Tiny dancer … big show

The entrance sets the stage perfectly, with a dramatic, darkened room. Shadows of ballerinas float on the walls, in a scene not unlike the tiny plastic dancers doing endless pirouettes atop musical jewellery boxes in little girls’ bedrooms.

Amy Hughes

The last time the Royal Academy put on a big show, it was Van Gough’s Letters, which drew crowds of epic proportions.  I, foolishly, was too “busy” to attend the press view.    With a similar turnout expected, there was no way I was going to miss the Degas preview.

The entrance sets the stage perfectly, with a dramatic, darkened room.  Shadows of ballerinas float on the walls, in a scene not unlike the tiny plastic dancers doing endless pirouettes atop musical jewellery boxes in little girls’ bedrooms.

While Edgar Degas, a leader of the Impressionists, did paint other subjects: racehorses and bathing women, as the title suggests, this exhibit focuses on Degas’ obsession with dancers, both in rehearsal and on stage.

Ten galleries create a retrospective of Degas’ work, including a variety of media, from charcoal to chalk, pencil to pastel, traditional oil, sculpture and even photography.

Both celebrated and little-known works are represented.  One of Degas’ most famous works, Little Dancer, the sculpture of a 14-year old ballerina, with a faded, tulle tutu, and a plucky face, hair pulled back into an ivory string of silk, is on display, as well as his first forays into photography.    One fine example of Degas’ embrace of technology is a gelatin dry plate negative against a burnt sunset orange tone of a dancer, with her arm outstretched.  It doesn’t look like a work of art from the late 19th century, but rather more modern.

The show ends with the deterioration of Degas and some of the pastels he drew towards the end of his life.  While more blurred, and less technically perfect than his other works, these are no less compelling.

Die-hard Degas fans or ballet enthusiasts will want to combine a visit with any one of the free gallery talks, lunchtime lectures, workshops, or programmes held in collaboration with the Royal Ballet and English National Ballet.   Check the Royal Academy’s website for details.

Degas and the Ballet: Picturing Movement

Royal Academy of Art

17 September – 11 December 2011

www.royalacademy.org.uk

Sponsored by BNY Mellon and Supported by Region Holdings and the Blavatnik Family Foundation.

Social Share

Related Posts

Sketches from Luzern

Sketches from Luzern

Mark Eggleton The piano recital had just passed the 90-minute mark and I’d run out of things to do. More pertinently, I was wrestling with my internal monologue. I screamed out an obscenity yet no one seemed to notice – I was safe for a few more seconds. From my seat, I’d counted the audience …

Sketches from Luzern Read More »

Binge-drinking artists debunk Chinese script

Binge-drinking artists debunk Chinese script

Matt Shepherd Sitting in the low-ceilinged loft of a smoky bar in Yangjiang - China’s answer to Sheffield - Zheng Guogu has just learned the English for ‘piss artist’ and likes it so much he says it three times over. With the kind of arresting rawness that you only get when foreigners or very young children swear, Zheng …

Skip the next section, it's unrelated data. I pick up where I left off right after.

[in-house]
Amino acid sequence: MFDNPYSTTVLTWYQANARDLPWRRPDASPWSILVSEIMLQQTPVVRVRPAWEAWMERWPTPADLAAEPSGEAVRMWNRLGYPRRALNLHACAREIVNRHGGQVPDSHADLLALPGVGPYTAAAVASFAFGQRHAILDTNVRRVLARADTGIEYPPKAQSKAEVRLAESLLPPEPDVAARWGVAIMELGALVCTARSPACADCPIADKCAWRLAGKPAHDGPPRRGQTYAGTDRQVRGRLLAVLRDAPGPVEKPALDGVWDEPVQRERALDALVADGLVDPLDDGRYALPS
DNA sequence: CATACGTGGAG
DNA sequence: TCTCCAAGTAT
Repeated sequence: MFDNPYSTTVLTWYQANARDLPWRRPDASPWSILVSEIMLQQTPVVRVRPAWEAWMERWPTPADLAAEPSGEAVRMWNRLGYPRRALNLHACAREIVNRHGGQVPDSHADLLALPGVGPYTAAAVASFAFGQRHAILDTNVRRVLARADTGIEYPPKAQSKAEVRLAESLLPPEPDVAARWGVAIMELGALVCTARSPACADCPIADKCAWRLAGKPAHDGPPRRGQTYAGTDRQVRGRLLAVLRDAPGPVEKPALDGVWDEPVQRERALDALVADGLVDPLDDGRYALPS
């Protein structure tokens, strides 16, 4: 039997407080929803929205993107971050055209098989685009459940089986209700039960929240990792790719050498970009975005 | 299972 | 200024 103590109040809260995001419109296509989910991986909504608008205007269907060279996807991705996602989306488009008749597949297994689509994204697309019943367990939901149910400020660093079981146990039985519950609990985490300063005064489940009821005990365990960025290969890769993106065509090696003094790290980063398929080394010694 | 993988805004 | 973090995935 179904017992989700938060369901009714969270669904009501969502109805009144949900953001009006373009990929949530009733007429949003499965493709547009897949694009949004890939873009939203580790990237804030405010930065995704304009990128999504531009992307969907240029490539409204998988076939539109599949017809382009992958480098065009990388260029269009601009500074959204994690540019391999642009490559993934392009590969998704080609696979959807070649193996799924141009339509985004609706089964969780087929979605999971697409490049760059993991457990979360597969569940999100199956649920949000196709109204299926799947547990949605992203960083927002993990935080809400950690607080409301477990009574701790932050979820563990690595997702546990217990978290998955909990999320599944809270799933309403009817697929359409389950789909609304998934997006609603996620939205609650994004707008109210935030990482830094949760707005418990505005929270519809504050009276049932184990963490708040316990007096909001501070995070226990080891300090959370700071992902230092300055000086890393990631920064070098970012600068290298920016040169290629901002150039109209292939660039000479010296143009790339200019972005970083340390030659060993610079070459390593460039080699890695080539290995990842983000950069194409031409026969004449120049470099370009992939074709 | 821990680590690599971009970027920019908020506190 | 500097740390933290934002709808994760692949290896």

Binge-drinking artists debunk Chinese script Read More »

Hotel art for art's sake

Hotel art for art's sake

Hotel art is so often synonymous with mass-produced prints, thoughtlessly arranged in carbon-copied rooms. But there a few emerging boutique properties that are celebrating artistic expression and embracing local and international artists. Ranging from the seriously impressive collections of big name artists such as Andy Warhol and Antony Gormley in THE THIEF hotel in Oslo, …

Hotel art for art’s sake Read More »

After Afghanistan, when the war begins

After Afghanistan, when the war begins

Lauren Arena When I meet Ben Quilty he looks and smells exactly as I imagined. He’s dressed in a flannelette shirt, jeans and sneakers, with scruffy hair and a beard that's fiercely thick. He smells of oil paint and I can see it still jammed under his fingernails. Sitting in a leafy courtyard at the …

After Afghanistan, when the war begins Read More »

Dad's army of the sea to tackle piracy

Dad's army of the sea to tackle piracy

Lauren Arena With piracy costing the global economy upwards of $10 billion a year it might be time to consider engaging and killing pirates on sight according to a world leading defence analyst. Executive Director at the Australian Defence Association, Neil James says piracy was only crushed in the 19th century because pirates were killed …

Dad’s army of the sea to tackle piracy Read More »

Not just art for art's sake

Not just art for art's sake

Amy Hughes There’s a new, or perhaps old, kid in town and it’s pulling both the punters and the posh crowd to Philadelphia. The Barnes Foundation is probably THE most talked about opening in the art world these days. Its list of holdings alone is staggering: 181 Renoirs (the largest single group of the artist’s …

Not just art for art’s sake Read More »